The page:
Terror + Conflicts
The Beginnings of the Israel-Palestine Conflict
Before the early 1900s, Palestine was a largely peaceful, multi-faith region. But after 1917, under the British mandate, there was more violence, including terrorist attacks by both Arab and Jewish groups. Members of Jewish terror groups, like the Irgun and the Stern Gang, were labeled as terrorists by the British government—and even by Jewish leaders.
David Ben-Gurion, a founder and later Prime Minister of Israel, called the Irgun an “enemy of the Jewish people.” However, the leaders of the Irgun, Menachem Begin, and Stern Gang, Yitzhak Shamir, would both later become Prime Ministers of Israel.
Violence from the Irgun
Palestinian-Israeli Christian Pastor Elias Chacour describes the fear Menachem Begin spread among the land in response to the Irgun in his book, Blood Brothers. He writes that, “throughout the winter months and into spring 1949, we heard of more terror, of villages blown up by barrel-bombs while others narrowly escaped the flaming ruins of their homes. Thousands were now uprooted, living in the hills and arid wastelands.”
“Most especially,” Chacour writes, “we came to fear one name—the highly-trained and single-minded Zionist organization called the Irgun. One of its leaders had been among the ten terrorists most wanted by the British for his part in bombing the luxurious King David Hotel in Jerusalem. His name was Menachem Begin and his proclaimed goal was to ‘purify’ the land of the Palestinian people.”
Perhaps it’s ironic that Menachem Begin of the Irgun and Yitzhak Shamir of The Stern Gang would both later become Prime Ministers of Israel but were once universally recognized as terrorists by the British government and even by leaders of the nascent Jewish state. The “Wanted Poster” below includes Menachem Begin.
The Rise of Begin and Shamir
The rise of Begin’s party in Israeli politics was called “the most disturbing political phenomena of our time” in a 1948 letter published in the New York Times, which was cosigned by Albert Einstein.
Despite their past labels as terrorists, both Menachem Begin and Yitzhak Shamir are honored throughout Israel today with main roads bearing their names. This is a tough pill to swallow for those who see them as wrongdoers in the Israel-Palestine conflict. Just last year, Israeli leaders dedicated Jerusalem’s Highway 9 entrance to Shamir. Meanwhile, Highway 50 in western Jerusalem is officially known as “Begin Boulevard” and also called the “Menachem Begin Expressway.” Similarly, a major thoroughfare in Tel Aviv is known as “Begin Road.”
In Righteous Victims: A history of the Zionist-Arab Conflict, 1881-2001, Benny Morris writes that the Irgun Bombs of 1937 and 1938 “sowed terror in the Arab population and substantially increased its casualties. The bombs do not appear in any way to have curtailed Arab terrorism, but they do appear to have helped persuade moderate Arabs of the need to resist Zionism and to support the rebellion.”
The First Irgun Attacks
The first Irgun attack occurred on November 11, 1937. Morris writes that the attacks were responsible for “killing two Arabs at a bus depot near Jaffa Street in Jerusalem, and wounding five. Three days later, on November 14, a number of Arabs were killed in simultaneous attacks around the country—a day that the Irgun thereafter commemorated as the ’Day of the Breaking of the Havlaga (restrain).’”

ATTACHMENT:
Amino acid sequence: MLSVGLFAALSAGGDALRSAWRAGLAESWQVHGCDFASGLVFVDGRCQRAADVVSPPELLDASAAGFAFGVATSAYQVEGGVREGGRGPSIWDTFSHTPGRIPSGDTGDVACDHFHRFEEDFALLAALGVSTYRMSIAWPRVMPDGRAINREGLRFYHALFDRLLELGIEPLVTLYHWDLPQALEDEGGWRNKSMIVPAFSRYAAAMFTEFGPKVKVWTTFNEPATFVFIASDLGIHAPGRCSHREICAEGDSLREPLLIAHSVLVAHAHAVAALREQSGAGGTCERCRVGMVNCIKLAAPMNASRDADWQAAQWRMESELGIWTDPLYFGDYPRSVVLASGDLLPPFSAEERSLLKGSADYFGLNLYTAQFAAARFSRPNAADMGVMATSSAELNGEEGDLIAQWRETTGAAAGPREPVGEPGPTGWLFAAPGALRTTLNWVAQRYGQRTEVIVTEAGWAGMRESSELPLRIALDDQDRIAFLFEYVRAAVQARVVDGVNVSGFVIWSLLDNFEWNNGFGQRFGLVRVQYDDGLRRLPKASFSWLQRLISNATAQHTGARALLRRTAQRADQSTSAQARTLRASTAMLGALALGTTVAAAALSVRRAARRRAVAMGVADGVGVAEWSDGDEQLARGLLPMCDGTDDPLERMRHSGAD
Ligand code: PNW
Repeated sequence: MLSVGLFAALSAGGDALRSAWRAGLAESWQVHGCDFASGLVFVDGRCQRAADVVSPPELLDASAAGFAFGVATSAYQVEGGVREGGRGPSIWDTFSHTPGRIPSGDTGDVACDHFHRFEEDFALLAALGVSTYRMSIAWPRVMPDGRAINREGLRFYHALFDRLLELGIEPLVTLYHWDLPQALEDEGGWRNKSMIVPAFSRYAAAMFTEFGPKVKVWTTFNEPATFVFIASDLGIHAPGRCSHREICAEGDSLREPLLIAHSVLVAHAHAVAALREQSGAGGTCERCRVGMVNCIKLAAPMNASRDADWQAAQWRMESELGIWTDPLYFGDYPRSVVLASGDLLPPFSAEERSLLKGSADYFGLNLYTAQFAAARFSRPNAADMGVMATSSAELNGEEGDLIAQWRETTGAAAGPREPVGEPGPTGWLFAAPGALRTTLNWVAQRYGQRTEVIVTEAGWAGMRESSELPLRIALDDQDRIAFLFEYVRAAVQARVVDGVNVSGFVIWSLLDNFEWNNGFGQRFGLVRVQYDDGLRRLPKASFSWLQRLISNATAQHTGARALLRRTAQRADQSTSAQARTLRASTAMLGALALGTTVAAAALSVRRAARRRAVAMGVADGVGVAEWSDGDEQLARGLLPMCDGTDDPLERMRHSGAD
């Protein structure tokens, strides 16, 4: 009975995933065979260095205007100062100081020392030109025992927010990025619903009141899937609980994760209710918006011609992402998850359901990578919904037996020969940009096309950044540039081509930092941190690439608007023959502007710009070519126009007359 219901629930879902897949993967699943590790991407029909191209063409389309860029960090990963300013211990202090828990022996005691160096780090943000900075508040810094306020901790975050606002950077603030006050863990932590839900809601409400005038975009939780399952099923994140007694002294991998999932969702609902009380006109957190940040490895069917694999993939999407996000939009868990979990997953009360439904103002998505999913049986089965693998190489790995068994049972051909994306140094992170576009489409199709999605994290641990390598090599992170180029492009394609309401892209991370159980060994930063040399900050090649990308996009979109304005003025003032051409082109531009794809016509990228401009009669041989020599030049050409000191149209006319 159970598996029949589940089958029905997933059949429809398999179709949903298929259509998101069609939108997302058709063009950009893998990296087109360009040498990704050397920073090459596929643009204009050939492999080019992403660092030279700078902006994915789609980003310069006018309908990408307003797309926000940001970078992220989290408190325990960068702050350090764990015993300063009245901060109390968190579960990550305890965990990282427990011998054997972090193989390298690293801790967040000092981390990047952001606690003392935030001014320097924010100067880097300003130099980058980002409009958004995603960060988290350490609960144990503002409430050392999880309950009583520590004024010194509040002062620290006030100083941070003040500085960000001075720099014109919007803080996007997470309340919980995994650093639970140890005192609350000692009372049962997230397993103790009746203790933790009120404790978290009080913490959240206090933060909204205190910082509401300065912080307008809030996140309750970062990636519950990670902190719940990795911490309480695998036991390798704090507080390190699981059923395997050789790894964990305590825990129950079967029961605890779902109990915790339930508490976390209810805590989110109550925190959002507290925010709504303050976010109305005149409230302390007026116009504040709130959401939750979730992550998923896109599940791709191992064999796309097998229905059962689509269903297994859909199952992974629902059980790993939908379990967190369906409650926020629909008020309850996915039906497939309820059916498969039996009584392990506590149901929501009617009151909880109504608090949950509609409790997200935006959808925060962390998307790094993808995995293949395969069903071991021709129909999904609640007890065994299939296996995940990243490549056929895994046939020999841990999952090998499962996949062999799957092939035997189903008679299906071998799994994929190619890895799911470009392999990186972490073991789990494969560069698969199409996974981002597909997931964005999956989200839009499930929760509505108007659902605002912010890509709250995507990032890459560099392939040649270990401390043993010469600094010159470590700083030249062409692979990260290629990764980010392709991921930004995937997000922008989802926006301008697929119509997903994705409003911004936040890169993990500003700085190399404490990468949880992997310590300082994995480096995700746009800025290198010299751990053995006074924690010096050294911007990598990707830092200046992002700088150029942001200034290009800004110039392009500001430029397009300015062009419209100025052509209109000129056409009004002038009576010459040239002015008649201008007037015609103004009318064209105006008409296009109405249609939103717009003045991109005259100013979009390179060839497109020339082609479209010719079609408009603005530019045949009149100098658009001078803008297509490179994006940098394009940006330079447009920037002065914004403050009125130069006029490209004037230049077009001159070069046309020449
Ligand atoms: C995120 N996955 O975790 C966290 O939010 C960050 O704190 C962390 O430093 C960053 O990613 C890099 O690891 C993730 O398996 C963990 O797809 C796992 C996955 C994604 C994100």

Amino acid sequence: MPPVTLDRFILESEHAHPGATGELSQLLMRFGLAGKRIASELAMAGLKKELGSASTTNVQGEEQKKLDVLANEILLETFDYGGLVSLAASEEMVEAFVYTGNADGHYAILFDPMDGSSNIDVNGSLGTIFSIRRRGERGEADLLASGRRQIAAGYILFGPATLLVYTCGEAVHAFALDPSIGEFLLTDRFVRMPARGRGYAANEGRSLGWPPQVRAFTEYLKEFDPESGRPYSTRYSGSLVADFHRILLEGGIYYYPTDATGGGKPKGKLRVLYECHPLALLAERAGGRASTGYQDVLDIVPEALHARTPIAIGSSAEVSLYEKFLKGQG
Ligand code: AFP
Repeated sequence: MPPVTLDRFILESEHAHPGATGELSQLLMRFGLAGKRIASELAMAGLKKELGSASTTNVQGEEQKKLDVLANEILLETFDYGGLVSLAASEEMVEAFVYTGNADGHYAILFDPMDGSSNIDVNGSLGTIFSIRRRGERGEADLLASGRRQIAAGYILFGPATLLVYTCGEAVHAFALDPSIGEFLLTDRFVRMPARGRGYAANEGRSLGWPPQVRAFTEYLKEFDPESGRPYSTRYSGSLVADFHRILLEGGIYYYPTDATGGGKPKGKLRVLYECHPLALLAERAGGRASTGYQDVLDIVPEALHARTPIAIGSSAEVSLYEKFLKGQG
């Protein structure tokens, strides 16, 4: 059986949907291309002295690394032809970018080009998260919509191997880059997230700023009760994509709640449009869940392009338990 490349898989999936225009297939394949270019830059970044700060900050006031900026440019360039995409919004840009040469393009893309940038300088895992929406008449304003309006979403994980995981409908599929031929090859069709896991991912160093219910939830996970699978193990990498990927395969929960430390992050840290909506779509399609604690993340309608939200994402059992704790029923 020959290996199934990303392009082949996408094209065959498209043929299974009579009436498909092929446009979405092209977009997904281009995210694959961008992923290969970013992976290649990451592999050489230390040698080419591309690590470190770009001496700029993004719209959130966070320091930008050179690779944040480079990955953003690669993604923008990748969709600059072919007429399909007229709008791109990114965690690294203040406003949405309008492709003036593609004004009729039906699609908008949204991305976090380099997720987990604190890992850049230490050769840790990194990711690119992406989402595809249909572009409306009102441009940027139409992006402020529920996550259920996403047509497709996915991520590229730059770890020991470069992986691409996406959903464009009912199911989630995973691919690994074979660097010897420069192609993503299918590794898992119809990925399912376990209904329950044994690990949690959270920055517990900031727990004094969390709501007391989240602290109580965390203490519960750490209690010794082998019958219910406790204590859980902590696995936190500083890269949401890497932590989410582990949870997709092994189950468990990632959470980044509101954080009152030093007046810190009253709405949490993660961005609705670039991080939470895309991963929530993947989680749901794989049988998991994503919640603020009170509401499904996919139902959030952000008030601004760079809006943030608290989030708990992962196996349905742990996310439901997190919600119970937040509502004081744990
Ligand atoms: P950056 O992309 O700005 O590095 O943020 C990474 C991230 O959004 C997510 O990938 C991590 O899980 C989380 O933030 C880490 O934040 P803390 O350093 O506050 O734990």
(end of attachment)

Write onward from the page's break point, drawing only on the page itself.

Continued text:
Morris also describes the events on July 6, 1938, when “an Irgun operative dressed as an Arab placed two large milk cans filled with TNT and shrapnel in the Arab market in downtown Haifa. The subsequent explosions killed twenty-one and wounded fifty-two. On July 15 another bomb killed ten Arabs and wounded more than thirty in David Street in Jerusalem’s Old City. A second bomb in the Haifa market—this time disguised as a large can of sour cucumbers—on July 25, 1938 killed at least thirty-nine Arabs and injured at least seventy. On August 26, a bomb in Jaffa’s vegetable market killed twenty-four Arabs and wounded thirty-nine.”
King David Hotel Attacks
The Irgun attacks in 1937 and 1938 would not be the end of the violence in Palestine.
On July 22, 1946, the King David Hotel (then headquarters of the British Mandate Government) was bombed, with the Irgun, led by Menachem Begin, claiming responsibility for the attacks. The group claimed that they had made phone calls to the hotel as a warning before the bombs detonated. The bombing, which killed 91 people including British, Arabs, and Jews, remains the deadliest attack in Israel to this day.
Almost forty years later, the deadliness of the King David Hotel attacks would be rivaled by the Sabra and Shatila Massacre.
Sabra and Shatila Massacre
On the night of Sept. 16, 1982, the Israeli military allowed a right-wing Lebanese militia to enter two Palestinian refugee camps in Beirut. In the ensuing three-day rampage, the militia, linked to the Maronite Christian Phalange Party, raped, killed, and dismembered at least 800 civilians, while Israeli flares illuminated the camps’ narrow and darkened alleyways. Nearly all of the dead were women, children, and elderly men. This became known as the Sabra and Shatila Massacre.
Thirty years later, the massacre at the Sabra and Shatila camps is remembered as a notorious chapter in the Israel-Palestine conflict and in modern Middle Eastern history, clouding the tortured relationships among Israel, the United States, Lebanon, and the Palestinians. In 1983, an Israeli investigative commission concluded that Israeli leaders were “indirectly responsible” for the killings and that Ariel Sharon, then the defense minister and later prime minister, bore “personal responsibility” for “failing to prevent them.”
New York Times, Sept. 26, 1982; ProQuest Historical Newspapers: New York Times
Operation Cast Lead
Somewhat recently, operations taken on by Israel against Gaza have left numerous casualties and immense destruction. In 2008, Israel carried about Operation Cast Lead, also known as the Gaza War or the Gaza Massacre.